A principle factor of open and transparent organizations is open and transparent communication. The aspect is easy to think about when the news is good. But what do blogging CEOs do when they have to make tough decisions, like layoffs?
Do they stick to the open system? And if yes, do they regret it?
Personally, I think the way to open and transparent organizations 2.0 is a one-way street. Once you have committed to it, you cannot go back.
But what are the business benefits or risks?
Here's an interesting article on the PR Daily.
Read more at www.prdaily.com
The first rule of holes: When you find yourself in one, stop digging.
That’s good advice for a number of life situations, but how does it apply to firms who have been forced to downsize because of the weakened economy? Is it better to say nothing or to broadcast the potential for job cuts and risk making a bad situation worse?
In the social media age, many companies are opting to communicate despite the risk, using blogs to get out the news about layoffs and weaken any potential PR blows by maintaining control of the story.
Zappos.com is one example. The online clothing and shoe retailer recently cut its work force by 8 percent, a move that CEO Tony Hsieh announced in an e-mail to employees that was followed by a blog post.
“This is one of the hardest decisions we've had to make over the past 9.5 years, but we believe that it is the right decision for the long-term health of the company,” Hsieh wrote in his Nov. 8 blog post. The posting said that Zappos would pay all of its laid off employees for at least the next two months and reimburse them for any COBRA-related health-care costs.
Hsieh told Ragan.com that the blog post is consistent with the company’s focus on “open and honest communication” as a core value.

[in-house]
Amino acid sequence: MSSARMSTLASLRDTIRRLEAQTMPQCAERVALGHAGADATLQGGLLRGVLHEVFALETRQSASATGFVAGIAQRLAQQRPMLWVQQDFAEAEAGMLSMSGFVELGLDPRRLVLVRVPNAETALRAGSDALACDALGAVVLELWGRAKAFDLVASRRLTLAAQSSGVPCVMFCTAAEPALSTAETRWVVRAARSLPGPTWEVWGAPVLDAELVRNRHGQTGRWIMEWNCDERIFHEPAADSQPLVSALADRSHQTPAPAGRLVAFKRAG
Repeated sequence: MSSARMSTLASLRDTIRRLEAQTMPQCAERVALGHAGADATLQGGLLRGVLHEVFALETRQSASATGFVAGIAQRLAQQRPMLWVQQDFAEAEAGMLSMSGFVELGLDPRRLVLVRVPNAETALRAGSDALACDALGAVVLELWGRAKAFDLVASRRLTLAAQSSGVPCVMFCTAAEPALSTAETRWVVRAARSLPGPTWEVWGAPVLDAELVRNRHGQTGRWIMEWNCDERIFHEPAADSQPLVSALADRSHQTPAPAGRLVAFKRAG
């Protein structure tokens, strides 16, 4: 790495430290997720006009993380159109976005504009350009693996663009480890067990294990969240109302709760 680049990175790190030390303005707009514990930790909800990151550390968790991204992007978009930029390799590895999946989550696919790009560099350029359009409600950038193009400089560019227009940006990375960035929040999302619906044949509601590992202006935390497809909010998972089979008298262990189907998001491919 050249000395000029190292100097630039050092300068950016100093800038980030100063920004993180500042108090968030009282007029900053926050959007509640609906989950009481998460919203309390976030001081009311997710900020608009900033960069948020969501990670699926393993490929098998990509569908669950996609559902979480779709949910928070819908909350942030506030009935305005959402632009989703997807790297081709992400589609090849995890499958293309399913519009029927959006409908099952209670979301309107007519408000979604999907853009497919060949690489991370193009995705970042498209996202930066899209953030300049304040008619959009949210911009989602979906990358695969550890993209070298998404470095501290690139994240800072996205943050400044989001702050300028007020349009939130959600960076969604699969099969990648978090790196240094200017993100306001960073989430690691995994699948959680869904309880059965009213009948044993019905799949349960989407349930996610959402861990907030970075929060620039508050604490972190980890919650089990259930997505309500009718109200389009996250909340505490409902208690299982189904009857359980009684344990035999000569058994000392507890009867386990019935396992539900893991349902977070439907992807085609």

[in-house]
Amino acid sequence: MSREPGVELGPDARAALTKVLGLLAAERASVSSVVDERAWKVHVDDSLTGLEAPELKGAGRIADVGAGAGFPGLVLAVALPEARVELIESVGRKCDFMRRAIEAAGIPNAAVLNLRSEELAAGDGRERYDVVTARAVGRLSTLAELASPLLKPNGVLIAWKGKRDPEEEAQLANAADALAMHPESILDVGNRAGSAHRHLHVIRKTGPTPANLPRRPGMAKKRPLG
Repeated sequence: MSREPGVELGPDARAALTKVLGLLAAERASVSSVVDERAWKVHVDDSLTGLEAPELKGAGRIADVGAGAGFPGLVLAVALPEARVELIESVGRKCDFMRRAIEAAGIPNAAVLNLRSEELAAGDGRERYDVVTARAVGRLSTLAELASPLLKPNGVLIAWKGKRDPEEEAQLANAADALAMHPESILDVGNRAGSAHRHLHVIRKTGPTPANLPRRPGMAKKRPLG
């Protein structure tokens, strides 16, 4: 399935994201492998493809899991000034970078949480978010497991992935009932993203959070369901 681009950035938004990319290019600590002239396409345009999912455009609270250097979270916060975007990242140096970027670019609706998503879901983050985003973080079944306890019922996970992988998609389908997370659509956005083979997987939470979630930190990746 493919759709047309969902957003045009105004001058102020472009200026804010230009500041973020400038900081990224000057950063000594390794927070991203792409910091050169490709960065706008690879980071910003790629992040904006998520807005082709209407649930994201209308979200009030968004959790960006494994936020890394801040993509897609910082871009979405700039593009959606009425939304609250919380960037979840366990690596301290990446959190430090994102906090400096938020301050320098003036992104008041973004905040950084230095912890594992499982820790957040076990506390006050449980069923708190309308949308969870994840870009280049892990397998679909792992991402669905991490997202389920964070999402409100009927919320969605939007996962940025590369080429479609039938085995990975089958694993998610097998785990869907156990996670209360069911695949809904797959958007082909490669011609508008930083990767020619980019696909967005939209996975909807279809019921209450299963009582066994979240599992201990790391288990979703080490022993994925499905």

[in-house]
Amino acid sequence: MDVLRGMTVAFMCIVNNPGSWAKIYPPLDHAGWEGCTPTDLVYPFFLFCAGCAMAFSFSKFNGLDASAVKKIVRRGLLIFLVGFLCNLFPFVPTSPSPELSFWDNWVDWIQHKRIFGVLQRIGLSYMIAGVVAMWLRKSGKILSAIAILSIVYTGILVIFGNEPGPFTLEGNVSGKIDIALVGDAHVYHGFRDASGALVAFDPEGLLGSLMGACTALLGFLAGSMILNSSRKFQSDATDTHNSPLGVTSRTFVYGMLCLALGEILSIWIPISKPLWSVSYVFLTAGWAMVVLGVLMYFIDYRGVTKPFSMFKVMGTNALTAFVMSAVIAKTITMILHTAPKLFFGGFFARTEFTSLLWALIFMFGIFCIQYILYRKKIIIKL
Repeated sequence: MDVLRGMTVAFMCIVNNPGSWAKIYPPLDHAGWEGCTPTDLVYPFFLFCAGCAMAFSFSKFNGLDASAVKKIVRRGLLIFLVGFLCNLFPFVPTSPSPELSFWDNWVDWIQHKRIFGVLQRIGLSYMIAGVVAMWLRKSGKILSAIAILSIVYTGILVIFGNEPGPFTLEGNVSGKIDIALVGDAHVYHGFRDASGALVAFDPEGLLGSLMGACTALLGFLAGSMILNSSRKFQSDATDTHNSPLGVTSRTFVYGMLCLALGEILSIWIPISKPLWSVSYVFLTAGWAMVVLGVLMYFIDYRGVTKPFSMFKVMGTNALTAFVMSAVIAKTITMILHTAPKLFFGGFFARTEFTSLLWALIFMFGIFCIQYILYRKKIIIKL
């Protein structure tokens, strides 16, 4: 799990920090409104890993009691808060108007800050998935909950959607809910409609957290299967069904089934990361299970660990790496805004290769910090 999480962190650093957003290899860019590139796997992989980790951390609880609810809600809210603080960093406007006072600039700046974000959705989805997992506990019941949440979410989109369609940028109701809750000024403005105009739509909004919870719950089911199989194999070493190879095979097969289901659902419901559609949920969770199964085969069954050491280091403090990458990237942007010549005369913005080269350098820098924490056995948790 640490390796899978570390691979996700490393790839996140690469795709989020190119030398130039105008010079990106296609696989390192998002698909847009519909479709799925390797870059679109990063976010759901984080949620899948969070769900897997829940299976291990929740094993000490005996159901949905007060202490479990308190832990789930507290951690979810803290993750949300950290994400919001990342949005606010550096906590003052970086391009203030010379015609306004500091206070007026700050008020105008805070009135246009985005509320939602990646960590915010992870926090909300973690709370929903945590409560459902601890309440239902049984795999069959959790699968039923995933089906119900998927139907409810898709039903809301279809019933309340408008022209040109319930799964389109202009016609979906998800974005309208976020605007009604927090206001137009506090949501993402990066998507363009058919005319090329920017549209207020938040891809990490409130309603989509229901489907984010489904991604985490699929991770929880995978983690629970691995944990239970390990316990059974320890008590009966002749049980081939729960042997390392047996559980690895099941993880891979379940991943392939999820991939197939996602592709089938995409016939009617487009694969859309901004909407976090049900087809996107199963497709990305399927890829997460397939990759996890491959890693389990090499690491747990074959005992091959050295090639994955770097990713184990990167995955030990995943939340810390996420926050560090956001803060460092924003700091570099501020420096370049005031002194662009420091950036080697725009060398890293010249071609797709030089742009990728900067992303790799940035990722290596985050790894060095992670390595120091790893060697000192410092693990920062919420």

For us, transparency is just part of our culture,” Hsieh said. “While it's hard to translate into specific numbers, our belief is that our culture and our brand are two sides of the same coin. The brand may lag the culture, but eventually it will catch up. Our belief is that if we get the culture right, most of the other stuff (like great customer service), will happen naturally on its own.”
“Blogging is all about making the company transparent and opening up a direct communications with all of our constituents: employees, customers and partners. Cake's mission is to bring transparency to the investment world, which is traditionally not very open, and therefore we run the company in the same manner,” he says.
Loic Le Meur, CEO of online blogging site Seemic.com, blogged about layoffs when he let a third of his work force go on Oct. 10. He told The New York Times last week that the blog entry was done to head off the possibility of bad PR.
But in a Nov. 10 post on his blog, Le Meur said that while the decision to be transparent about the layoffs was difficult, was the right move.
“Looking toward the future and not the past is the most important, being transparent and talking about bad news helps digest them and keep going,” Le Meur’s blog post says. “Going through positive and negative cycles is just the normal life of a company.”
The practice has earned kudos in some quarters of the Internet. An example is the response to a post by Jason Calacanis, the CEO of search-engine and media site Mahalo, about the company’s decision to pare its work force by 10 percent.